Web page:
Real Leaders recently attended the annual GreenBiz ’18 event in Phoenix, Arizona – for the group’s yearly temperature-taking of trends, challenges and solutions around sustainable business.
It’s been 25 years since the founders of this Oakland, CA-based media group, Joel Makower and Pete May, began feeding us intelligent, focused content on the convergence of business, technology and sustainability. Since 1991, the pair have chronicled thought leadership and shared insights on how environmental responsibility can combine with profitable business practices. In so doing, they’ve amassed a substantial following of sustainability professionals.
The 25-strong team focuses on energy, cities and buildings, transportation, supply chains and the circular economy and has contributed to driving the sustainability agenda deep into the business practice of the world’s largest corporations.
The GreenBiz Group has shown us how to “operationalize sustainability” through its website, events, peer-to-peer network and research arm and the annual flagship event in February (they have others) provided the perfect backdrop to engage more than 1,100 loyal followers throughout a four-day journey.
The event kicked-off with a high-level review of their annual research survey “The State of Green Business”, compiled in conjunction with Trucost, the sustainability research arm of S&P Global. The report, in short, assesses how, and by how much, companies are integrating sustainability into their business strategies and operations. The report served as a springboard for healthy debate in the plenary discussions.
Some of the highlights included Bill McDonough, Chief Executive of McDonough Innovation delivering a thought-provoking speech on “The Creation of The Perception of Scarcity Where Nothing Exists,” where he presented findings on the size of the current financial markets related to global GDP and the potential of the circular economy.
In a “fireside chat” with Makower, Erin Roberts, the Head of Capital Strategies at JP Morgan Chase & Co, walked us through the opportunities for climate-smart investments in emerging markets to 2030. She explained how the role of institutional investors, banks and governments may need to change to capitalize on these opportunities.
Lise Kingo, CEO & Executive Director of the UN Global Compact, walked us through The Sustainable Development Goals (SDGs) – precisely what they believe is needed to mobilize action and deliver on a global scale.
The importance of fiduciary responsibility in changing corporate attitudes towards environmental and social issues formed part of a panel discussion entitled, “The Role of Company Boards in Driving Sustainability.” Rose McKinney-James, Managing Principal of McKinney-James & Associates, Darla Stuckey, Executive Director of the Society for Corporate Governance and Katherine Smith, Executive Director of Boston College for Corporate Citizenship, all eloquently laid out how executive leadership and board oversight could contribute to this vital issue.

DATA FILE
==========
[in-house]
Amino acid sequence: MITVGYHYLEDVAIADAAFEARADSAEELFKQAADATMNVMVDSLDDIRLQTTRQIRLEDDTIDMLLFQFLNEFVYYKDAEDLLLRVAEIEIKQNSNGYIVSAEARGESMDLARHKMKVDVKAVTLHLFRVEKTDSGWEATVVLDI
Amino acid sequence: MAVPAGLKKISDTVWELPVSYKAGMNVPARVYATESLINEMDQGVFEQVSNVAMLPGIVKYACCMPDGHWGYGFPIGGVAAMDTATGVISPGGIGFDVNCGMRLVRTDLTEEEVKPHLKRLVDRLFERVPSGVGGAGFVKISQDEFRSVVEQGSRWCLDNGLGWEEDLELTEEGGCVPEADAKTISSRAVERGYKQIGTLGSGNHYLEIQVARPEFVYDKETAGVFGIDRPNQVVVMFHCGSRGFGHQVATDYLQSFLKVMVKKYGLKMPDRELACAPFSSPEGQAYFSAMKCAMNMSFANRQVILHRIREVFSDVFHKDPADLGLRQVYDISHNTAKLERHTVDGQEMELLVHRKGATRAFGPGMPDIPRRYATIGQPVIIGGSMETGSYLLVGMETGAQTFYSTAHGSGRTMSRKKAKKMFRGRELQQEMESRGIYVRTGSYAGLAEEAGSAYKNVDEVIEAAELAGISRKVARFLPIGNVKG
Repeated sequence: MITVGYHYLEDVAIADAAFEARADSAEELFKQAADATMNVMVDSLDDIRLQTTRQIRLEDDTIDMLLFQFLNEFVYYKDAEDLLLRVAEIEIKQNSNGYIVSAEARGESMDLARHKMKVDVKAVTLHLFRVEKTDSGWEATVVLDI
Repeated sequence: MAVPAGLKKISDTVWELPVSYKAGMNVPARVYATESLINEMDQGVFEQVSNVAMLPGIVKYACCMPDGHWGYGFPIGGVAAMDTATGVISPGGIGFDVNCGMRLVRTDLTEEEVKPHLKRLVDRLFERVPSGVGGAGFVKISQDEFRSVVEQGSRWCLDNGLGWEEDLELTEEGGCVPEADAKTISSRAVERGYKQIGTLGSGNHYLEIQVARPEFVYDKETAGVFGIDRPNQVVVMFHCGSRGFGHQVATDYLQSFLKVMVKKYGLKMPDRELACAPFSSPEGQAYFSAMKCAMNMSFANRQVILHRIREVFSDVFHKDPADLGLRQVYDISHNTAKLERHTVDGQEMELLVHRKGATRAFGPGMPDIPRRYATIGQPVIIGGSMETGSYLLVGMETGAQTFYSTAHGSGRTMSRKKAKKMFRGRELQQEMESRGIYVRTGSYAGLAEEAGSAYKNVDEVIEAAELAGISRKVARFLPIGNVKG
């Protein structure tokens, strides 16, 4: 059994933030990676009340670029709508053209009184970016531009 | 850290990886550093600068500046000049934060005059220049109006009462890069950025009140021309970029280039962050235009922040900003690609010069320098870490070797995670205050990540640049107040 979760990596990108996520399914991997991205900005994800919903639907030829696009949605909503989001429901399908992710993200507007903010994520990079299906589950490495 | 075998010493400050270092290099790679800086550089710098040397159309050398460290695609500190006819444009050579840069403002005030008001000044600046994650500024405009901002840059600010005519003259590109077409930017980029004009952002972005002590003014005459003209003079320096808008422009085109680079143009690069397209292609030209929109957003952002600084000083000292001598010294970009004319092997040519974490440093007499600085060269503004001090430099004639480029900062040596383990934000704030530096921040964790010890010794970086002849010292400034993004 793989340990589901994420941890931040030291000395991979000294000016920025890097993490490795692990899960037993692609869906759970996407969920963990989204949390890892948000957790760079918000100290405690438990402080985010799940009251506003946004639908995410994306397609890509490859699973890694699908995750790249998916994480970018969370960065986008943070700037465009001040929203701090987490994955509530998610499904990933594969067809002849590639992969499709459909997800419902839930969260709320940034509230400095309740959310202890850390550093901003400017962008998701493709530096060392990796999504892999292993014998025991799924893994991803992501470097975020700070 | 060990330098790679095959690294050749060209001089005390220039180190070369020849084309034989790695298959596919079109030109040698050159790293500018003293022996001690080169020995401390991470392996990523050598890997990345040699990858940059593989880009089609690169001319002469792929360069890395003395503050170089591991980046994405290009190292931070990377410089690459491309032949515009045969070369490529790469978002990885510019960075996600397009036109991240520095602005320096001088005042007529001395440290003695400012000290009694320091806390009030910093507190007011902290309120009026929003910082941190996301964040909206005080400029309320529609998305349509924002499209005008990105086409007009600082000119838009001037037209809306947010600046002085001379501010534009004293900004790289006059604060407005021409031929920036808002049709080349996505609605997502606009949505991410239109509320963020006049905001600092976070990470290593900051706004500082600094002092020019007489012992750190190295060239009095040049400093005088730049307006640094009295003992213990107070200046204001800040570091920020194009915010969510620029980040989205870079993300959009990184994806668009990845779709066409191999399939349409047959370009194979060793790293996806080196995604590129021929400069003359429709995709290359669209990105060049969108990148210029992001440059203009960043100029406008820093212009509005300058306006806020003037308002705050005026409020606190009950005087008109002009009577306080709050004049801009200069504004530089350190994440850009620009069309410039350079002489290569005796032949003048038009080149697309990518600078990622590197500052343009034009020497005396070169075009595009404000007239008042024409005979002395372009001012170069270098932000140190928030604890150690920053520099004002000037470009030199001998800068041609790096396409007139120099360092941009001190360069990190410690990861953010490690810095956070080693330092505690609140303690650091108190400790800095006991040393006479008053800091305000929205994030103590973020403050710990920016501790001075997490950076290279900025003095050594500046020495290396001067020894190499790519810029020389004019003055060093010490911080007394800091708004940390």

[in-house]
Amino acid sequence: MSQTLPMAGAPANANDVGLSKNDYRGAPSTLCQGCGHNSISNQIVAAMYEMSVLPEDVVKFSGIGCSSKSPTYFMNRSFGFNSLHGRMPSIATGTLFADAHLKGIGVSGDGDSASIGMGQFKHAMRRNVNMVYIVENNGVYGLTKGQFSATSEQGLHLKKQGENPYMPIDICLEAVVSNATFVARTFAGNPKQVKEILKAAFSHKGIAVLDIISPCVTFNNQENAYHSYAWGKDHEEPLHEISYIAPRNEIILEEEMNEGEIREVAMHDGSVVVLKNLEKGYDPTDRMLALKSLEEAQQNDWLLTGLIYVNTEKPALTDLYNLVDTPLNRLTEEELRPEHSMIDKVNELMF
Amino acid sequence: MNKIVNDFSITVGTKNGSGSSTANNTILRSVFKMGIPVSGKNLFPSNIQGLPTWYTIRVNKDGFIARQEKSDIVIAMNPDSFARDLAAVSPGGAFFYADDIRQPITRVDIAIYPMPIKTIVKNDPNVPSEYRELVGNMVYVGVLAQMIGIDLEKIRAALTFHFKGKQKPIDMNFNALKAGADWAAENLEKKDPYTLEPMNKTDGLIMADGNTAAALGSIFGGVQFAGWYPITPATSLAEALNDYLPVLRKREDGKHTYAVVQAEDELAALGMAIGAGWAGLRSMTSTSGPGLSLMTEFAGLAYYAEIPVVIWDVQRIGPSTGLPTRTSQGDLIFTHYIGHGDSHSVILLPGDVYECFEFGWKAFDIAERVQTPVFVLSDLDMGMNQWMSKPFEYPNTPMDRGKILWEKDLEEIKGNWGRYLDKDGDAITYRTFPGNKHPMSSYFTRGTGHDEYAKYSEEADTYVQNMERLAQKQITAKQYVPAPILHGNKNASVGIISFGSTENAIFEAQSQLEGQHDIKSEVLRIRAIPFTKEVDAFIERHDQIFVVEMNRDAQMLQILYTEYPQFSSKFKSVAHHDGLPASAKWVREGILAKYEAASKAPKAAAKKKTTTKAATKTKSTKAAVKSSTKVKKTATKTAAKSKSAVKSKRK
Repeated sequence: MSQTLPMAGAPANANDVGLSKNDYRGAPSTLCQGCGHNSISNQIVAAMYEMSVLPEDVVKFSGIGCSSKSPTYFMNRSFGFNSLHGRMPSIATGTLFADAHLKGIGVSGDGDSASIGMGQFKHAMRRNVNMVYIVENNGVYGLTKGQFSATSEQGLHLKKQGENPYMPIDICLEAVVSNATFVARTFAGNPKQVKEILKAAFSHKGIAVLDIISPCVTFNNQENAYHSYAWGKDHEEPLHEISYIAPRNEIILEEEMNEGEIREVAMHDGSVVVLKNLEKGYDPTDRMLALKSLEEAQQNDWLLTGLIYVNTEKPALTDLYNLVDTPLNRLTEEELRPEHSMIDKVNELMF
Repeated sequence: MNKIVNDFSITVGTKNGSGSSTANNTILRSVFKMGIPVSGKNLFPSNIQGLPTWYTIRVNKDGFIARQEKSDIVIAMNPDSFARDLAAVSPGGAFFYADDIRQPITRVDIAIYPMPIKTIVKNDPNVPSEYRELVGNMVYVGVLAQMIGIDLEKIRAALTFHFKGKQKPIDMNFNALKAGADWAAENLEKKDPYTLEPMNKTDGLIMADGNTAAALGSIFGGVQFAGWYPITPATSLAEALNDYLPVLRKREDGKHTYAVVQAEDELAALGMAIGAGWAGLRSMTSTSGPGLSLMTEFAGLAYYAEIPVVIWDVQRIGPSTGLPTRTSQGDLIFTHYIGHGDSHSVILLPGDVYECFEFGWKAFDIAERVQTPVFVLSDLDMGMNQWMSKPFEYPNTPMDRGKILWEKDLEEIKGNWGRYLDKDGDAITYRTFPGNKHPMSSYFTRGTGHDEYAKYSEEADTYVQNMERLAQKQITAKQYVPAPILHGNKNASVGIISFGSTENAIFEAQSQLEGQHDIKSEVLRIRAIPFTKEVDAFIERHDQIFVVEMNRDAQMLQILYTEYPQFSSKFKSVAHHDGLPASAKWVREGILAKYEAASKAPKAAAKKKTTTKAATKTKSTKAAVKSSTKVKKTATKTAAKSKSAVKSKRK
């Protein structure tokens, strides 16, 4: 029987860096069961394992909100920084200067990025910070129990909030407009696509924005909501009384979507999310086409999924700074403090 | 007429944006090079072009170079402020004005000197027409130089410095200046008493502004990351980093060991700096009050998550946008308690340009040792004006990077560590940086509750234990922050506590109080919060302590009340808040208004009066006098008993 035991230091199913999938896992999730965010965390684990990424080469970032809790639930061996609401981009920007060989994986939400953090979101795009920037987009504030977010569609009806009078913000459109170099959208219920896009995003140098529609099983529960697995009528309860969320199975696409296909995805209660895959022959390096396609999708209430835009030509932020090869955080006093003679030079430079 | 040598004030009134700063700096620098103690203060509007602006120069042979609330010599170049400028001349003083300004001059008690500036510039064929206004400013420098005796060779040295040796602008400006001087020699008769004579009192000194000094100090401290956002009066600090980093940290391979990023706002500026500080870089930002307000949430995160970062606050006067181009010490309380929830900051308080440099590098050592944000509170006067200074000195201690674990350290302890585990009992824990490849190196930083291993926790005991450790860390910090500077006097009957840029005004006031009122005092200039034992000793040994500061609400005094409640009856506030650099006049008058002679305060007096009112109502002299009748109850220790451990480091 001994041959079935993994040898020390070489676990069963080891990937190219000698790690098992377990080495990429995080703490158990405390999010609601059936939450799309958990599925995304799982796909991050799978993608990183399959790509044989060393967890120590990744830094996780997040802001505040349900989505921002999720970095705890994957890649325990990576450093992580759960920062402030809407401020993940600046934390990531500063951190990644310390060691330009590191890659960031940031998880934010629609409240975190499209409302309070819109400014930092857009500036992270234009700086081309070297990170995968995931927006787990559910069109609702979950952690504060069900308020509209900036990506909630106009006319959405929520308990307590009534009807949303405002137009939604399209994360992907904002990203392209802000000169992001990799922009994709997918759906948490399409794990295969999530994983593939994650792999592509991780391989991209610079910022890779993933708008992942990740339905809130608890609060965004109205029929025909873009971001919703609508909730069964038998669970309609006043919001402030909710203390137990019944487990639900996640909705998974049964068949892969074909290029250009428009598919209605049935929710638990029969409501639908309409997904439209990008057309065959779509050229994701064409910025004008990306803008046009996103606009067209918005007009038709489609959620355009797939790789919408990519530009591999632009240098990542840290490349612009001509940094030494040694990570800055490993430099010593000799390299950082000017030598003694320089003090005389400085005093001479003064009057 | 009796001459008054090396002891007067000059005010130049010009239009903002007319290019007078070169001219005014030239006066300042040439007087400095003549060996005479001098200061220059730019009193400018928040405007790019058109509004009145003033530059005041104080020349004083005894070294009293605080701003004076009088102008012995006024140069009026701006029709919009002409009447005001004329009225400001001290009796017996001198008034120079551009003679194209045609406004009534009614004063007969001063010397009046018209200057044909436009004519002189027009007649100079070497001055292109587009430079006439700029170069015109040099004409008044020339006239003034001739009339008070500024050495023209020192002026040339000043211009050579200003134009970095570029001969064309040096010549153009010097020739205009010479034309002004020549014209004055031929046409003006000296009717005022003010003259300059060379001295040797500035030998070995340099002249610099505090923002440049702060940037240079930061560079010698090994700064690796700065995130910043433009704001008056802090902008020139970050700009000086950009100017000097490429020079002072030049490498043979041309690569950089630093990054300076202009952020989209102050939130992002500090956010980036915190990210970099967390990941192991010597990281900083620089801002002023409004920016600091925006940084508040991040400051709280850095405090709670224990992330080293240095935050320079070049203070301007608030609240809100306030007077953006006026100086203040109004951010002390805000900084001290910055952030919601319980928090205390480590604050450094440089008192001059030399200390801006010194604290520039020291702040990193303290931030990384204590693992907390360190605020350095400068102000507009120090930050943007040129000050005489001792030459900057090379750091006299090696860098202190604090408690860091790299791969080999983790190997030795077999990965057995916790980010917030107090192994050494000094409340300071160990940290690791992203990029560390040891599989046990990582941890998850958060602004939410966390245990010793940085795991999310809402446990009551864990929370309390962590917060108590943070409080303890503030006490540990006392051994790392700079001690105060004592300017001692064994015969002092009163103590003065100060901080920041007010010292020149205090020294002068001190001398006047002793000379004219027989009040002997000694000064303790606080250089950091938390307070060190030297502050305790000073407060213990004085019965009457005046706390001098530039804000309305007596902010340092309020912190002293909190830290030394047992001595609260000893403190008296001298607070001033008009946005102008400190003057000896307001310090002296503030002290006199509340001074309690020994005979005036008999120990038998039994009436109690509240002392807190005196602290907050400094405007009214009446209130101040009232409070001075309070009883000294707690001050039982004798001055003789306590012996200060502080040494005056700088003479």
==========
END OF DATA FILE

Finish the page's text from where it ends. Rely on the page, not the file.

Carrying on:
These four sessions, in particular, resonated for me, mainly because they each outlined the need for the finance sector – in the broadest sense – to step-up its game and adopt a leadership stance in driving sustainable development.
This “call to action” continued in many of the event’s break-out sessions. There were presentations, discussions and workshops on “ESG Reporting” (Environmental, social and corporate governance) – a component of the sustainable development mix that I believe to be critical.
All the topics, issues and sessions that GreenBiz Group amplify are important. They are all interlinked and interdependent. Sustainable development will only be attained via a systemic approach yet without “finance” and the ability to converge financial and non-financial reporting to reflect materiality better, we will struggle to see the change we need to see. CEOs, CFOs and their respective sustainability teams all need to speak (and report) in the same language.
This sentiment is somewhat reflected in a recent report by KPMG, one of the Big4 accounting and advisory firms, in which they state that many corporates are lagging behind in aligning their internal processes to the SDGs.
But, where there are laggards, there are leaders too. Some of the corporations that attended and demonstrated their leadership in this space were BASF, Novozymes, Johnson & Johnson, Steelcase, Iron Mountain, Intel, NRG Energy, VF Corporation, Unilever, Ford Motor Co., General Motors, Campbell Soup Company, Microsoft and The Dow Chemical Company.
These organizations have, to varying degrees, mapped their day-to-day processes against the SDGs to help them better understand the material aspects of their business processes, which ones need attention, and which practices they should change, shift or abandon.
For example, BASF, led by Charlene Wall-Warren, Director of Sustainability, has over the past 18 months mapped eight aspects of materiality across all 17 SDGs to help them better understand where an impact can be made. Claus Stig Pedersen, Head of Corporate Sustainability at Novozymes, has developed tools to assess solutions and connect them to the SDGs. By doing so, they have created 15 “impact categories” in their business.
Mapping programs such as these aim to deliver short-term results and long-term profitability – socially, environmentally and financially. They contribute towards the Sustainable Development Goals too.
At Real Leaders, we are advocates for the Global Goals and strive to highlight inspiring examples of leaders who are doing well by doing good while delivering shared value to all stakeholders.